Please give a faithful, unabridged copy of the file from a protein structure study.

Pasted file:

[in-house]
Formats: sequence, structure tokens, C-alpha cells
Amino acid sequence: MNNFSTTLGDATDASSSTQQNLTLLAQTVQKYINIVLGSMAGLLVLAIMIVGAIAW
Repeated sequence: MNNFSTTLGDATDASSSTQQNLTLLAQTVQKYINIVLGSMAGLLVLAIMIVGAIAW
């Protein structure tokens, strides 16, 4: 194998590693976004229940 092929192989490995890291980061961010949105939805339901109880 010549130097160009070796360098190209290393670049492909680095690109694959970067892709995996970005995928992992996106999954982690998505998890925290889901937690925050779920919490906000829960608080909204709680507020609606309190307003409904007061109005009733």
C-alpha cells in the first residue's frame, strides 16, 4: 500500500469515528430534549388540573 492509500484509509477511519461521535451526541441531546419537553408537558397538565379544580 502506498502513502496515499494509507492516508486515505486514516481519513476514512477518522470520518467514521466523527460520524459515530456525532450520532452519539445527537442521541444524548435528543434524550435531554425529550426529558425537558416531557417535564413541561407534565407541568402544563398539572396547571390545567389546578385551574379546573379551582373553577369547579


[in-house]
Formats: sequence, structure tokens, C-alpha cells
Amino acid sequence: MNNFSTTLGDATDASSSTQQNLTLLAQTVQKYINIVLGSMAGLLVLAIMIVGAIAW
Repeated sequence: MNNFSTTLGDATDASSSTQQNLTLLAQTVQKYINIVLGSMAGLLVLAIMIVGAIAW
């Protein structure tokens, strides 16, 4: 194998590693976004229940 092929192989490995890291980061961010949105939805339901109880 010549130097160009070796360098190209290393670049492909680095690109694959970067892709995996970005995928992992996106999954982690998505998890925290889901937690925050779920919490906000829960608080909204709680507020609606309190307003409904007061109005009733």
C-alpha cells in the first residue's frame, strides 16, 4: 500500500469515528430534549388540573 492509500484509509477511519461521535451526541441531546419537553408537558397538565379544580 502506498502513502496515499494509507492516508486515505486514516481519513476514512477518522470520518467514521466523527460520524459515530456525532450520532452519539445527537442521541444524548435528543434524550435531554425529550426529558425537558416531557417535564413541561407534565407541568402544563398539572396547571390545567389546578385551574379546573379551582373553577369547579